A few months ago Wild Life bakery in Brunswick East cut my favourite sandwich from its menu. My girlfriend and I had a ritual of sharing one each weekend. Losing that sanga broke my heart. So by the power vested in me by Broadsheet, I asked them to bring it back.
It’s a sandwich so simple it doesn’t deserve to taste as good as it does. Crusty and chewy baguette, an omelette, some caramelised onions and creamy green sauce. Humble in its components, yet exponential in its ability to create harmony in the chaotic world of weekend cafe service, it’s the Fibonacci Spiral of sandwiches – each ingredient builds on the one that came before it to create a thing of natural beauty.
Part of the sandwich’s charm is that it doesn’t demand attention. It takes a crap Instagram photo and sounds downright boring on the menu, but then you bite into it and feel like Nicholas Cage and Ed Harris discovering a national treasure. Wild Life owner Huw Murdoch says he axed the sandwich simply because it felt redundant alongside the other dishes on the new menu. So despite harbouring immense resentment toward the kind, bespectacled man who disposed of my favourite sandwich, I ask him to show me how to make it.
When I arrive at Wild Life at 8am, the dough has already risen from a wild sourdough starter. A hairnet is applied over my curls, before Murdoch and I form the baguettes by shmushing the dough out into a flat oblong that is then folded back on itself to make a stocky log. With hands liberally dusted with flour, we slowly roll the dough logs outwards from the middle to form long white tentacles. The folding and rolling gives the dough tension so it springs open when we score it with a crafty little device made from a toothpick and a razor blade. The loaves are then flipped out onto a conveyor belt with an ingenious manoeuvre involving a thick piece of linen, before being loaded into the oven.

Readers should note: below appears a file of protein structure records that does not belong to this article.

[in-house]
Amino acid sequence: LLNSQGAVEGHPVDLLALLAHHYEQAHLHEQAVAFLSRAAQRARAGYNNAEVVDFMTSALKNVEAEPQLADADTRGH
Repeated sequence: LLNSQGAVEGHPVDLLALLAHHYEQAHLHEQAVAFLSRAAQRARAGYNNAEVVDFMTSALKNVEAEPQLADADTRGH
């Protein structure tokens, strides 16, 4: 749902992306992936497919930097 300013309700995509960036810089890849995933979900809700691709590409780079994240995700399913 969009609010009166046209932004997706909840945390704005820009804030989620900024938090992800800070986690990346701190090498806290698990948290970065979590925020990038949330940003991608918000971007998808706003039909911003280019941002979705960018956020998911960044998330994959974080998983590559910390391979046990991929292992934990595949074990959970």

Baker Todd La Marr whips the freshly baked loaves out of the oven two at a time, on big wooden panels. When I get my hands on the paddle I go for a double loafer myself and fail – now that’s a paddlin’.
Onions are chopped and caramelised for two hours with Worcestershire sauce and brown sugar. And then come the creamed greens. We begin by massaging big bunches of kale, the frilly tips of which return the favour to your palms. They’re added to a mixer with reduced cream and spinach, and liberally seasoned with salt and pepper.
As the cream emulsifies with the leaves, a deep green emerges. Watching that hypnotic sauce spin is like staring into a vortex of pure serenity. Time slows down and you’re taken back to the beginnings of creation, as the first clumps of dewy moss formed on volcanic rock. I’m about to dive headfirst into the mystic pond, but then I remember it’s filled with sharp spinning blades.
There’s no effing around with the omelette. Eggs, cream, into the pan, flip it over, then into the baguette and slathered with green sauce and topped with roquette and caramelised onion. And it’s done. The sandwich I’ve spent weeks thinking about is before me. An eggy, green Lazarus; exquisite in its ugliness.
After the photo shoot and cooking lesson I walk down to Fleming Park and sit at a graffiti-covered picnic table. Biting through the crust, the cloud-like omelette releases a big glob of velvet green sauce onto my hand. It’s the shape of a cartoon tear, and the same colour as the footy oval gleaming in the morning light. It’s hard to say if it’s me crying, or the sandwich.
Following the publication of this story the Baguette with Egg, Creamed Greens and Onion Jam became a secret menu item at Wild Life bakery. If you don't see it on the menu, ask your waiter.
“I Can't Stop Thinking About” is a series about Melbourne dishes Broadsheet Melbourne editors can't stop thinking about.
This article was updated on July 5, 2019.